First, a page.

CAIRO: The Egyptian pound hit its all-time official low Monday as it weakened to 7.53 per U.S. dollar at a regular central bank auction, compared to 7.51 at Sunday’s sale.
This is the lowest level the Central Bank of Egypt (CBE) has allowed the local currency to reach since auctions started in December 2012 and it is also the 10th consecutive depreciation, amid expectation of an extended slip in the coming days.
“The bank offered $40 million and sold $38.4 million at a cutoff price of 7.53 EGP per dollar,” the central bank said on its website Monday.
In a step to tighten its grip over dollar trading on the black market, the Central Bank, whose auctions determine the rates at which banks sell the dollar to clients, widened the range in which banks can trade dollars Thursday to 10 piasters above or below the official rate, up from 3 piasters.
This move weakened the dollar to 7.77 EGP on the black market last week. “However, the dollar jumped once again to 7.90 EGP -7.92 EGP at the black market Monday, while it was traded at 7.87 Sunday,” a trader told The Cairo Post.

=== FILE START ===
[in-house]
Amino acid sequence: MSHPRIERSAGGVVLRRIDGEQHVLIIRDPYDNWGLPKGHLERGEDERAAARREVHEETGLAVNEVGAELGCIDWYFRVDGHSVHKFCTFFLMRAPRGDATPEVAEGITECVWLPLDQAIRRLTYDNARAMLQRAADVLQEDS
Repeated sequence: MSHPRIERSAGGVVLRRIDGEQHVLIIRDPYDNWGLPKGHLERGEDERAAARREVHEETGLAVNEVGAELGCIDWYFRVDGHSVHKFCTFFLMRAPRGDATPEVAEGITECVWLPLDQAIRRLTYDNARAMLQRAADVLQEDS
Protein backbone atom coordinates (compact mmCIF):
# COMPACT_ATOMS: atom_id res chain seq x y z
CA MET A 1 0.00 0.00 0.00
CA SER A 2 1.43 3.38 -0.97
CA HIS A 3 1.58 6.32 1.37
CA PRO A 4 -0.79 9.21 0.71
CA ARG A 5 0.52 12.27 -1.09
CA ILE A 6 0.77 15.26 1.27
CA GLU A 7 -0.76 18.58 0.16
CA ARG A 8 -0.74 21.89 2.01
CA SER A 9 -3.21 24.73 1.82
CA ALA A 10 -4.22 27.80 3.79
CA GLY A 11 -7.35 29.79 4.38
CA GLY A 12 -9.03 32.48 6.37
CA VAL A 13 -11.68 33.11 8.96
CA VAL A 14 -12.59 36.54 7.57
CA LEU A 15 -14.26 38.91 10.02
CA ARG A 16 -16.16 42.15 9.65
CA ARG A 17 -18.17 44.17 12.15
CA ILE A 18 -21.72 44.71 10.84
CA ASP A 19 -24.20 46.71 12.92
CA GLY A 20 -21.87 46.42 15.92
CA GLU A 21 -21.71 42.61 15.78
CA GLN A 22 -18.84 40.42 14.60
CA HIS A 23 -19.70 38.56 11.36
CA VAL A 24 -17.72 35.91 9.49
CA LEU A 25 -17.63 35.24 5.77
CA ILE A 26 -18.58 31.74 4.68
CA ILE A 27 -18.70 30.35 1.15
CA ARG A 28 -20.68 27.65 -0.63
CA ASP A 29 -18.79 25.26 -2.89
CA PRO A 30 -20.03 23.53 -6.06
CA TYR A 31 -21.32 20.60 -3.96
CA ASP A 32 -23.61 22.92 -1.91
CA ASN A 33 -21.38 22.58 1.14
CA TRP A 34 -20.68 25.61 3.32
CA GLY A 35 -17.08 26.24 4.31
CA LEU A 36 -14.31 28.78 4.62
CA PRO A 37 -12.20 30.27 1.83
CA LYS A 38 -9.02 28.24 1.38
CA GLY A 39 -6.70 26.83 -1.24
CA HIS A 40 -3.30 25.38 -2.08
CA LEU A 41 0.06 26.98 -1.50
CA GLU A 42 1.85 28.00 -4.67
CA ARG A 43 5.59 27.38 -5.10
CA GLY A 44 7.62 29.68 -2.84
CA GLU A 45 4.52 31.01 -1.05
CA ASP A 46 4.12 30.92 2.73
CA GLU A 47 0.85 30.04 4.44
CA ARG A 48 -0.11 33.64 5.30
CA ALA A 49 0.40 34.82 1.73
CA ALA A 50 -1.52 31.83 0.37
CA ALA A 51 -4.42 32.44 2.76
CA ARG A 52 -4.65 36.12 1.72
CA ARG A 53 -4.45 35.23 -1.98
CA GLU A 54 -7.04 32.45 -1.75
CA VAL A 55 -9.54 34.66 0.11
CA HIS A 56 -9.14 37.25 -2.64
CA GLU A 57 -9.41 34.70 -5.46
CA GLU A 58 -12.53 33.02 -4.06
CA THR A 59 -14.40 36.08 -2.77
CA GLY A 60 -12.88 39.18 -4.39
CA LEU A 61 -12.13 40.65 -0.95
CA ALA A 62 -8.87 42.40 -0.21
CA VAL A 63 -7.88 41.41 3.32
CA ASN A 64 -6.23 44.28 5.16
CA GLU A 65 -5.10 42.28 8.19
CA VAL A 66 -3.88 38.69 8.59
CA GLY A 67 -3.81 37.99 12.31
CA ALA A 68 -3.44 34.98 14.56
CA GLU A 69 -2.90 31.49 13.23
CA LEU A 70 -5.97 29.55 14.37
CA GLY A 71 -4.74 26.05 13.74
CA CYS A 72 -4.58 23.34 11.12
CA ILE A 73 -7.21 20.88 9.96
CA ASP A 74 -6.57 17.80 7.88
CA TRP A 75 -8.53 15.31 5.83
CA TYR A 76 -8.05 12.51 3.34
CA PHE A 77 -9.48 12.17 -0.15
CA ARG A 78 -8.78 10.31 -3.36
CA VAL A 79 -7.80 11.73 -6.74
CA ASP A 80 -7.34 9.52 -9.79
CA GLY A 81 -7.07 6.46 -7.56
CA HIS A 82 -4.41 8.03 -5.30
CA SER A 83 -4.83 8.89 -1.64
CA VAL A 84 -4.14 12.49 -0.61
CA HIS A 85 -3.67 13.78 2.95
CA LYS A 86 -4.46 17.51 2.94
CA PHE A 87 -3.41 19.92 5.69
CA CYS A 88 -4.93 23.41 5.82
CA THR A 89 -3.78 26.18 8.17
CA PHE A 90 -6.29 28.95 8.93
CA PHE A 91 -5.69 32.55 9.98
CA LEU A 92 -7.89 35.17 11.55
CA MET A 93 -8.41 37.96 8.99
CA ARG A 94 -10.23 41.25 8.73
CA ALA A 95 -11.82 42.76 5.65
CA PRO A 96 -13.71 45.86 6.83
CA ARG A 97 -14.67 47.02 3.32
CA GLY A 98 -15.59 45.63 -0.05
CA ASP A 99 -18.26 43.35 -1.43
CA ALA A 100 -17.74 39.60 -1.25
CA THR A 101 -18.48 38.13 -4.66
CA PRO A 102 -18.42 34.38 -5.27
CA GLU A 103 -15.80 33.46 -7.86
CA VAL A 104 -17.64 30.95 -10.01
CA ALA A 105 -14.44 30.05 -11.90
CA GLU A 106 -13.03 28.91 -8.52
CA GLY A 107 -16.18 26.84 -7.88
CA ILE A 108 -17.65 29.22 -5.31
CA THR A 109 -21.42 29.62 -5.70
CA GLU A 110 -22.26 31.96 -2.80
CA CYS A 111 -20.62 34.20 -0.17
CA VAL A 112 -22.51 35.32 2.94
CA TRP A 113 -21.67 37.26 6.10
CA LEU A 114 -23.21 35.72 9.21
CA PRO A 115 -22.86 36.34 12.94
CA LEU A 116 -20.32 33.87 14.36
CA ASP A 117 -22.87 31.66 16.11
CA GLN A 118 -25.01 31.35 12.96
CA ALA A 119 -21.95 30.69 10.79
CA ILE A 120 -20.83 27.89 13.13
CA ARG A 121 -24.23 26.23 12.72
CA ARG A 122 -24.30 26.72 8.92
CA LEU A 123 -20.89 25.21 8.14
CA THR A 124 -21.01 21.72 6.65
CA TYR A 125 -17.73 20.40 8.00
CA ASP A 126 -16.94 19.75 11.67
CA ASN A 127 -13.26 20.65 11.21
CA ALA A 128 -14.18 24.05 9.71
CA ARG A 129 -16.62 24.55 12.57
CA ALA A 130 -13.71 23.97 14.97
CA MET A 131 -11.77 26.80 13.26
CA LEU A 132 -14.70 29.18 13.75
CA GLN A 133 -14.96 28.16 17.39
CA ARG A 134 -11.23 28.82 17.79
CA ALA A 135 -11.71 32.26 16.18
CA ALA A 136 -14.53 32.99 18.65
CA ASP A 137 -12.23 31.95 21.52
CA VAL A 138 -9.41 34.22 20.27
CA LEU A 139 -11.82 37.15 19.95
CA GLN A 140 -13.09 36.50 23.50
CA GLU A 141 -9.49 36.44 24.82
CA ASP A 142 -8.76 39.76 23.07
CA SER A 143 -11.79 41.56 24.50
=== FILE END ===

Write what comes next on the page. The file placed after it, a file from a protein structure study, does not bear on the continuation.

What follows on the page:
“The Central Bank’s failure to provide the needed hard currency to local banks pushed clients to buy dollars from the black market regardless the recent slip of the pound on the official market,” the source added.
The Central Bank’s move to let the Egyptian pound depreciate, which started two weeks ago, came shortly after its Monetary Policy Committee decided to cut key interest rates by 50 basis points last week.
Some bankers expect the FX auctions and flexible exchange rates could help the central bank combat the active black market and narrow the gap between the official and unofficial prices ahead of the long-anticipated Economic Summit schedule in March.
Experts say these decisions are aimed at luring fresh foreign direct investments to boost Egypt’s economy which has been stalled by continuing political upheaval since the January 25 Revolution in 2011.